The last thing Ravens fans have to think about two days before the season opener is whether this will be the last time they see Lamar Jackson in purple, but here we are. On Friday, the organization and Jackson failed to reach an agreement on the extension of a long-term contract, and negotiations were interrupted because the parties missed the deadline set by Jackson for the conclusion of the contract.
In its current form, Jackson will play in 2022 and become a free agent. Obviously, no one expects the quarterback to ever get into free agency, with the most likely scenarios being either a deal with Baltimore or possibly an offseason trade. There’s also a chance the team could use its franchise tag for Jackson in 2023, similar to how Dak Prescott was tagged by the Cowboys in 2020 and 2021 before signing an extension.
It is unclear what the current problem is between the parties, although it is assumed that the burglary may be related to guaranteed money. The concept of putting a lot of guaranteed money into NFL contracts is a relatively new phenomenon, and quarterback contract negotiations are compounded by deals such as those of Deshaun Watson and Russell Wilson, which give a player million guaranteed, respectively.
Regardless of the feelings about the guaranteed money, the spirit does not return to the lamp. This is the new norm of contracts with the NFL, and if Baltimore pulls its legs in the end, it will only hurt the Ravens in the future.
No.1: Contracts don’t get affordable
Remember when Josh Allen signed his extension with the Bills in 2021 and it was met with surprise, even with questions, was it worth it? A year after, it looks like a theft. Allen signed a 6-year, million extension with a full million guarantee. At the time of signing, Allen was 25 years old, and the deal did not bring him almost 30 years — this is not all the fears that he will slow down.
Fast forward to 2022 and take a look at the deals that senior quarterbacks have made:
Contracts for the next season are becoming more expensive. The longer a team hesitates before signing a franchise QB, the worse it gets for them. Whatever the gap between the Ravens’ offer and Jackson’s magic number, waiting for another season will overshadow it—so it’s just smart to do it now.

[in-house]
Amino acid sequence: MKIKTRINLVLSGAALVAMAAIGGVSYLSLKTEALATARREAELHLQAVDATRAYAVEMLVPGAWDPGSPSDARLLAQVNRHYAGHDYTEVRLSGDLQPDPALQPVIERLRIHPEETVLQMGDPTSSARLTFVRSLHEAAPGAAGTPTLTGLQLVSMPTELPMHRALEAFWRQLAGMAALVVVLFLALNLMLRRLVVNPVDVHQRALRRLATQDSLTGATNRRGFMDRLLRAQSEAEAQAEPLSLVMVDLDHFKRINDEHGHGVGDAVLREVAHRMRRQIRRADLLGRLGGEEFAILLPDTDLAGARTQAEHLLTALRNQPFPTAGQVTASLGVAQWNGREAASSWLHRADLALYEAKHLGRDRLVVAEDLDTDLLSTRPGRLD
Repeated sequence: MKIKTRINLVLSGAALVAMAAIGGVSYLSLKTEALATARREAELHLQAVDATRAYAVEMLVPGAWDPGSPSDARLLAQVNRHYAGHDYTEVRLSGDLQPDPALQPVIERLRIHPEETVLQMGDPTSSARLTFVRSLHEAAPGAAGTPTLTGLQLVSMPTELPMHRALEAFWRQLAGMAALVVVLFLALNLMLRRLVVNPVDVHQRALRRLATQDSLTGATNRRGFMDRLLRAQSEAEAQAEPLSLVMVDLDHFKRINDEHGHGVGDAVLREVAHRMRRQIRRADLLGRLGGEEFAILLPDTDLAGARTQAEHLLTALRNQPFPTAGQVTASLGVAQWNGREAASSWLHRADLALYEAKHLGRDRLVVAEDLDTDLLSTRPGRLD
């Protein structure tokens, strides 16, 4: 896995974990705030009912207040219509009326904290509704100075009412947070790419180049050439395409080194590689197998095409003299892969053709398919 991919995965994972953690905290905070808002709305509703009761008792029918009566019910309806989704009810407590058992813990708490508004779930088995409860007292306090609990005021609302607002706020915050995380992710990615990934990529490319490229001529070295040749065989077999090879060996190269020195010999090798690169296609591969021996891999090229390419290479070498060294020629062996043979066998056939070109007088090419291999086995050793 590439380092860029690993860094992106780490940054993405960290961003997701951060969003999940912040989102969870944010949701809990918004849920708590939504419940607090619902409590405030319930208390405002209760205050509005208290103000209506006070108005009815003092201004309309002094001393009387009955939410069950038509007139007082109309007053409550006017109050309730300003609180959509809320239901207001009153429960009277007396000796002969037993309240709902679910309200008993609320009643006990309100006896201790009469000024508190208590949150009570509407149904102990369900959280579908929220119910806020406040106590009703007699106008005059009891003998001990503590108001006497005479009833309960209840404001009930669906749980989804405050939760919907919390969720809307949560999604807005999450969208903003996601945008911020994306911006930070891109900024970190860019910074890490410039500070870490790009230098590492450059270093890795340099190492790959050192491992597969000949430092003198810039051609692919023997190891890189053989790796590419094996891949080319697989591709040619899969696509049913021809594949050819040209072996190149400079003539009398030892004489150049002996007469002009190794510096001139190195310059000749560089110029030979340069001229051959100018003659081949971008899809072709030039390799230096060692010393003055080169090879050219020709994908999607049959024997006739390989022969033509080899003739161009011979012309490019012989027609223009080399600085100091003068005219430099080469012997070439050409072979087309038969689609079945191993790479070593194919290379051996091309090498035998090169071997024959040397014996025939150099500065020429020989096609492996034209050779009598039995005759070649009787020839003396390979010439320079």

No.2: The endgame doesn’t make sense
The only way this could work for the Ravens is if they don’t believe in Jackson (which is inherently silly) and plan to trade him in the offseason. Yes, the idea that quarterback contracts and youth success can lead to an outflow of passers in the future has some significance. Basically, it’s better to keep recruiting quarterbacks and let them play on the rookie deal to open up the rest of your salary cap.
This makes sense if you have a mediocre player, not a former MVP who can handle the game on his own and who has never reached the maximum of his potential due to a lack of weapon techniques.
To think that you can just find another Jackson is nonsense. Any doubt that he will return in 2023 is damaging to fans, morale and the organization as a whole. Again, it’s worth the money on which the pages just diverge.
No.3: It hurts your plans for the future
Everything in the NFL when it comes to the salary cap has to revolve around the QB position and work from there. Not knowing how much Jackson will cost makes it impossible for him to expand other positions and look at the limited space, since the upper part of the restriction is not-known.
Basically, everything is financially suspended until the QB position is determined, and this is an unwise way to work. Every NFL contract gets more expensive, so a delay in other positions will cost you more.
What were the crows supposed to do?
GIVE JACKSON WHAT HE WANTS! It’s not that hard. We don’t know exactly what he’s looking for, but it’s said to be within what Watson got from the Browns.